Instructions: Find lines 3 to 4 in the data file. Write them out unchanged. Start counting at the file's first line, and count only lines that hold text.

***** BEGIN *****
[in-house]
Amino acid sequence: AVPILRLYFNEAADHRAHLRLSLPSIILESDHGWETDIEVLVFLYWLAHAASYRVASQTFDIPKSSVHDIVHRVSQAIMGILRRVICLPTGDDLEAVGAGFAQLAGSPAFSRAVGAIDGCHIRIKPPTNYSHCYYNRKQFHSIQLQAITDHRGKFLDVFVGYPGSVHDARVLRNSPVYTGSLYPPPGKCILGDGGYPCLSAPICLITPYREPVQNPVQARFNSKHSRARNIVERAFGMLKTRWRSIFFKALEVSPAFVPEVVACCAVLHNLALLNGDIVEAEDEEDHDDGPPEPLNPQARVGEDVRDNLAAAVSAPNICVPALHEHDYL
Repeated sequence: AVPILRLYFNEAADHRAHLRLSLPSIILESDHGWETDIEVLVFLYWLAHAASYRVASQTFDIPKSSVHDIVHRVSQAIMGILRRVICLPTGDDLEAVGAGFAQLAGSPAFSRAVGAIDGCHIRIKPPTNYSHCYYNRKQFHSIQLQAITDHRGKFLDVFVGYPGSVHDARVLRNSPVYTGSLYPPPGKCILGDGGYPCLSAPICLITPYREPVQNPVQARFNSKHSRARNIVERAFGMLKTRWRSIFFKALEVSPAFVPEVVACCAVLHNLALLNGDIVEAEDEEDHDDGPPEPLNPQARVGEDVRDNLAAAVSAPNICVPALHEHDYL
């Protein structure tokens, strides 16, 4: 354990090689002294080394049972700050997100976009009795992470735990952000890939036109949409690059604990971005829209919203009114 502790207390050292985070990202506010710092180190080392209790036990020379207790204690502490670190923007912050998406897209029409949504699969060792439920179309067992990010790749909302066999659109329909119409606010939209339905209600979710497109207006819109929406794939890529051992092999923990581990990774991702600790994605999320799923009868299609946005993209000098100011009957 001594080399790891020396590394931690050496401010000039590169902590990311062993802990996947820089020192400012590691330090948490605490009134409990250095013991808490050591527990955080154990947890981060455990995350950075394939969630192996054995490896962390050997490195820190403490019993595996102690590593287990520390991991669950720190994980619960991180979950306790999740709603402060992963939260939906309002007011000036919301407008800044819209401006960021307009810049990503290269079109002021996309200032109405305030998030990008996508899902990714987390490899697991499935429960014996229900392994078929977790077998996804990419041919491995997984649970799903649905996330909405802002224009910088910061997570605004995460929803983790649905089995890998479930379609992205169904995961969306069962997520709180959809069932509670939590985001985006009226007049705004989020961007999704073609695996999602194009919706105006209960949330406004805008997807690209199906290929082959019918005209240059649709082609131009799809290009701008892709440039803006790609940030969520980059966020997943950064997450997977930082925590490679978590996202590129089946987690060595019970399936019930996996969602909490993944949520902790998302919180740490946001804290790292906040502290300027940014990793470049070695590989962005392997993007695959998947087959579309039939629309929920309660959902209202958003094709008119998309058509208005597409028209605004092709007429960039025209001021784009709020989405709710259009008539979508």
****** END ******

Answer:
Repeated sequence: AVPILRLYFNEAADHRAHLRLSLPSIILESDHGWETDIEVLVFLYWLAHAASYRVASQTFDIPKSSVHDIVHRVSQAIMGILRRVICLPTGDDLEAVGAGFAQLAGSPAFSRAVGAIDGCHIRIKPPTNYSHCYYNRKQFHSIQLQAITDHRGKFLDVFVGYPGSVHDARVLRNSPVYTGSLYPPPGKCILGDGGYPCLSAPICLITPYREPVQNPVQARFNSKHSRARNIVERAFGMLKTRWRSIFFKALEVSPAFVPEVVACCAVLHNLALLNGDIVEAEDEEDHDDGPPEPLNPQARVGEDVRDNLAAAVSAPNICVPALHEHDYL
């Protein structure tokens, strides 16, 4: 354990090689002294080394049972700050997100976009009795992470735990952000890939036109949409690059604990971005829209919203009114 502790207390050292985070990202506010710092180190080392209790036990020379207790204690502490670190923007912050998406897209029409949504699969060792439920179309067992990010790749909302066999659109329909119409606010939209339905209600979710497109207006819109929406794939890529051992092999923990581990990774991702600790994605999320799923009868299609946005993209000098100011009957 001594080399790891020396590394931690050496401010000039590169902590990311062993802990996947820089020192400012590691330090948490605490009134409990250095013991808490050591527990955080154990947890981060455990995350950075394939969630192996054995490896962390050997490195820190403490019993595996102690590593287990520390991991669950720190994980619960991180979950306790999740709603402060992963939260939906309002007011000036919301407008800044819209401006960021307009810049990503290269079109002021996309200032109405305030998030990008996508899902990714987390490899697991499935429960014996229900392994078929977790077998996804990419041919491995997984649970799903649905996330909405802002224009910088910061997570605004995460929803983790649905089995890998479930379609992205169904995961969306069962997520709180959809069932509670939590985001985006009226007049705004989020961007999704073609695996999602194009919706105006209960949330406004805008997807690209199906290929082959019918005209240059649709082609131009799809290009701008892709440039803006790609940030969520980059966020997943950064997450997977930082925590490679978590996202590129089946987690060595019970399936019930996996969602909490993944949520902790998302919180740490946001804290790292906040502290300027940014990793470049070695590989962005392997993007695959998947087959579309039939629309929920309660959902209202958003094709008119998309058509208005597409028209605004092709007429960039025209001021784009709020989405709710259009008539979508």